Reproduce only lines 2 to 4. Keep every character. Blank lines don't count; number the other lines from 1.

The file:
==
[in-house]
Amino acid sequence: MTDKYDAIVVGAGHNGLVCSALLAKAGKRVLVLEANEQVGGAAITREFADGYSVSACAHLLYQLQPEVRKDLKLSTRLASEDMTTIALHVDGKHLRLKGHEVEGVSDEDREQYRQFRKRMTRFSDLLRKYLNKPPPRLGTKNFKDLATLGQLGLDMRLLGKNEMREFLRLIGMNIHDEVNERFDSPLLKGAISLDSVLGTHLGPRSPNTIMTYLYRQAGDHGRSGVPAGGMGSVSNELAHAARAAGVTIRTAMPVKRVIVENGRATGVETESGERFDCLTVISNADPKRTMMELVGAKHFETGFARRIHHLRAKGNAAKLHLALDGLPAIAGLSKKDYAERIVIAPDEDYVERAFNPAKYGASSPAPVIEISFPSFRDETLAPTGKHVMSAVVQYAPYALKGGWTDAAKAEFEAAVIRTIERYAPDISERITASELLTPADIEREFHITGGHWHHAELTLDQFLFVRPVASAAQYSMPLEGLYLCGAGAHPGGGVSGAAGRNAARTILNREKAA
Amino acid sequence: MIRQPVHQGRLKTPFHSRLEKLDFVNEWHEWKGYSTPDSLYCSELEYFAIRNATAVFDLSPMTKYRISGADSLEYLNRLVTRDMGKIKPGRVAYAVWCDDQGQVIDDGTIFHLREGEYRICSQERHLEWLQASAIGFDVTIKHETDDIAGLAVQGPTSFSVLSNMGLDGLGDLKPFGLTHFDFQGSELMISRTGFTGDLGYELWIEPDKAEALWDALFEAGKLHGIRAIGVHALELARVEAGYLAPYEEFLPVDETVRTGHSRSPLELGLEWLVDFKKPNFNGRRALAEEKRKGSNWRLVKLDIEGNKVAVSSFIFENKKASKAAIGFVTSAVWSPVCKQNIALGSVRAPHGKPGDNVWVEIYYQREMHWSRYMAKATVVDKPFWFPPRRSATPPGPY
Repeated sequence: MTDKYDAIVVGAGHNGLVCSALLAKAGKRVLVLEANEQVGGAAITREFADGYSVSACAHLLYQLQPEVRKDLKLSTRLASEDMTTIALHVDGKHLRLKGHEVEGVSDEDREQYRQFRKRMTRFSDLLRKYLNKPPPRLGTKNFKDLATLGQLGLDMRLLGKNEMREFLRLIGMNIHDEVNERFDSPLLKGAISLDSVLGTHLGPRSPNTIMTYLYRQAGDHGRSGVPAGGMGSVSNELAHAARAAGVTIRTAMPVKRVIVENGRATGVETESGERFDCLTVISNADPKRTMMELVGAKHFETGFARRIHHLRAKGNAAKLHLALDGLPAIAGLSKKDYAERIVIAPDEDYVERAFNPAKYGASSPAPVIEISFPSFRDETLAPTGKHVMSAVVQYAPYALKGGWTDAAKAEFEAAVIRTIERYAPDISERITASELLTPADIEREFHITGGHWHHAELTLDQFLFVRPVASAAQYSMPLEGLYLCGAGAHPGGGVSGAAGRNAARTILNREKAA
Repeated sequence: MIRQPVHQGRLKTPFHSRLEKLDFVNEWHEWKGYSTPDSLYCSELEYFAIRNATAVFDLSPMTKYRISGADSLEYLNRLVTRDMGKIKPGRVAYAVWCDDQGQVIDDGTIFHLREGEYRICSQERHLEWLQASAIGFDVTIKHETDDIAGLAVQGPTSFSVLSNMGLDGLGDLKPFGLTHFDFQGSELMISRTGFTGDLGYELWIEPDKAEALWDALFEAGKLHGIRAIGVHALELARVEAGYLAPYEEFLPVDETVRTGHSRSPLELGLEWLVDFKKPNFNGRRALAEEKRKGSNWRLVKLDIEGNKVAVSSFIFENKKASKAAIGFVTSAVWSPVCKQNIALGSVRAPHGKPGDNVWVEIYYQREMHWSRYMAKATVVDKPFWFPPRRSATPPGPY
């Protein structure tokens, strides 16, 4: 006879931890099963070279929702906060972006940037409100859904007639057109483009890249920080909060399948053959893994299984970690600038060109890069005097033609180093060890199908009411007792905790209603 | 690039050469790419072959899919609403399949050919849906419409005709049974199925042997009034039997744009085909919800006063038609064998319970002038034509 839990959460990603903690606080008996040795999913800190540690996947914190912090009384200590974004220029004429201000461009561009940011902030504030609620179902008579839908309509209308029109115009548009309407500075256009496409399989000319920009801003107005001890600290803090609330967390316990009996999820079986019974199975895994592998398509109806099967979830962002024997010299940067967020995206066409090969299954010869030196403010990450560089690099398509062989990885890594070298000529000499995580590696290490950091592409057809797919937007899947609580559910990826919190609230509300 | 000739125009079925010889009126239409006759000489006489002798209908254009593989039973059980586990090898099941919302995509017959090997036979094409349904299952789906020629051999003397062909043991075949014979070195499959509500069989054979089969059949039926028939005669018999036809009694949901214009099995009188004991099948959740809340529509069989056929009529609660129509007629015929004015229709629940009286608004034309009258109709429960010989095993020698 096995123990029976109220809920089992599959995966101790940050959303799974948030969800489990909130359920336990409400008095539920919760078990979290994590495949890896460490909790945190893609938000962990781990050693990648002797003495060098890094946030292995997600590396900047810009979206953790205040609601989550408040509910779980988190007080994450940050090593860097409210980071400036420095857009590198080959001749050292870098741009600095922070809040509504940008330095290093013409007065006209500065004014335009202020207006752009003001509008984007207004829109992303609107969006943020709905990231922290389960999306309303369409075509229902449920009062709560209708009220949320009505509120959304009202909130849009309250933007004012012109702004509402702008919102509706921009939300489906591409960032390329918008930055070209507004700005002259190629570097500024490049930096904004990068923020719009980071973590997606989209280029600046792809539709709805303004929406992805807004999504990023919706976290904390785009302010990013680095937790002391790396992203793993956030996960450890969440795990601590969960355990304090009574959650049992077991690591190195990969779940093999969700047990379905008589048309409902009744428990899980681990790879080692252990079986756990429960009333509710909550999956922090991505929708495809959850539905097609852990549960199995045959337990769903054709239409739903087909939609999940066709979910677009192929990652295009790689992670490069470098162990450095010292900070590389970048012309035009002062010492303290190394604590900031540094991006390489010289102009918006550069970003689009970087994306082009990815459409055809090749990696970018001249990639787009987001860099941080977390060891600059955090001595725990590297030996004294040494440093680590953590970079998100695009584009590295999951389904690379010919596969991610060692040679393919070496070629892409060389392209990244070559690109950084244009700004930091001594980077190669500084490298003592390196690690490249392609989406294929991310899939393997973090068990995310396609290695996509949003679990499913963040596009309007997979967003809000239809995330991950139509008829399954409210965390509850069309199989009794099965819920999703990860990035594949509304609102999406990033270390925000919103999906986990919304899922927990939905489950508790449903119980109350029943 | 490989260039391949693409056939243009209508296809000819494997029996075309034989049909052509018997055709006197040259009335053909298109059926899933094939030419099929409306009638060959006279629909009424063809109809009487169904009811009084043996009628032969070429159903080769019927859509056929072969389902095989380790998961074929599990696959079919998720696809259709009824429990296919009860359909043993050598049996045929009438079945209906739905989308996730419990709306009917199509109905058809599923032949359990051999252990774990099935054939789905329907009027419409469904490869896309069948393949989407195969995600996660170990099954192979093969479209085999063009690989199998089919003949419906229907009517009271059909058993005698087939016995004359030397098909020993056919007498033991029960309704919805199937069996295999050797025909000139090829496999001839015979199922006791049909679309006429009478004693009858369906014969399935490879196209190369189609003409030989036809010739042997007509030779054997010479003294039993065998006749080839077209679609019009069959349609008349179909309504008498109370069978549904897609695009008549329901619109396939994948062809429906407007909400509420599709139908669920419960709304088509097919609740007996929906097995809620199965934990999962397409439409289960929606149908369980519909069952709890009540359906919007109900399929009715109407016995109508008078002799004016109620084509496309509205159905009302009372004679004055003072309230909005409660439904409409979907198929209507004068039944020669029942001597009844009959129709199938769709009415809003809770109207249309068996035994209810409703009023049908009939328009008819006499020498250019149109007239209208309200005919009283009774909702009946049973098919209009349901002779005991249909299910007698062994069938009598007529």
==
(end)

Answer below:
Amino acid sequence: MTDKYDAIVVGAGHNGLVCSALLAKAGKRVLVLEANEQVGGAAITREFADGYSVSACAHLLYQLQPEVRKDLKLSTRLASEDMTTIALHVDGKHLRLKGHEVEGVSDEDREQYRQFRKRMTRFSDLLRKYLNKPPPRLGTKNFKDLATLGQLGLDMRLLGKNEMREFLRLIGMNIHDEVNERFDSPLLKGAISLDSVLGTHLGPRSPNTIMTYLYRQAGDHGRSGVPAGGMGSVSNELAHAARAAGVTIRTAMPVKRVIVENGRATGVETESGERFDCLTVISNADPKRTMMELVGAKHFETGFARRIHHLRAKGNAAKLHLALDGLPAIAGLSKKDYAERIVIAPDEDYVERAFNPAKYGASSPAPVIEISFPSFRDETLAPTGKHVMSAVVQYAPYALKGGWTDAAKAEFEAAVIRTIERYAPDISERITASELLTPADIEREFHITGGHWHHAELTLDQFLFVRPVASAAQYSMPLEGLYLCGAGAHPGGGVSGAAGRNAARTILNREKAA
Amino acid sequence: MIRQPVHQGRLKTPFHSRLEKLDFVNEWHEWKGYSTPDSLYCSELEYFAIRNATAVFDLSPMTKYRISGADSLEYLNRLVTRDMGKIKPGRVAYAVWCDDQGQVIDDGTIFHLREGEYRICSQERHLEWLQASAIGFDVTIKHETDDIAGLAVQGPTSFSVLSNMGLDGLGDLKPFGLTHFDFQGSELMISRTGFTGDLGYELWIEPDKAEALWDALFEAGKLHGIRAIGVHALELARVEAGYLAPYEEFLPVDETVRTGHSRSPLELGLEWLVDFKKPNFNGRRALAEEKRKGSNWRLVKLDIEGNKVAVSSFIFENKKASKAAIGFVTSAVWSPVCKQNIALGSVRAPHGKPGDNVWVEIYYQREMHWSRYMAKATVVDKPFWFPPRRSATPPGPY
Repeated sequence: MTDKYDAIVVGAGHNGLVCSALLAKAGKRVLVLEANEQVGGAAITREFADGYSVSACAHLLYQLQPEVRKDLKLSTRLASEDMTTIALHVDGKHLRLKGHEVEGVSDEDREQYRQFRKRMTRFSDLLRKYLNKPPPRLGTKNFKDLATLGQLGLDMRLLGKNEMREFLRLIGMNIHDEVNERFDSPLLKGAISLDSVLGTHLGPRSPNTIMTYLYRQAGDHGRSGVPAGGMGSVSNELAHAARAAGVTIRTAMPVKRVIVENGRATGVETESGERFDCLTVISNADPKRTMMELVGAKHFETGFARRIHHLRAKGNAAKLHLALDGLPAIAGLSKKDYAERIVIAPDEDYVERAFNPAKYGASSPAPVIEISFPSFRDETLAPTGKHVMSAVVQYAPYALKGGWTDAAKAEFEAAVIRTIERYAPDISERITASELLTPADIEREFHITGGHWHHAELTLDQFLFVRPVASAAQYSMPLEGLYLCGAGAHPGGGVSGAAGRNAARTILNREKAA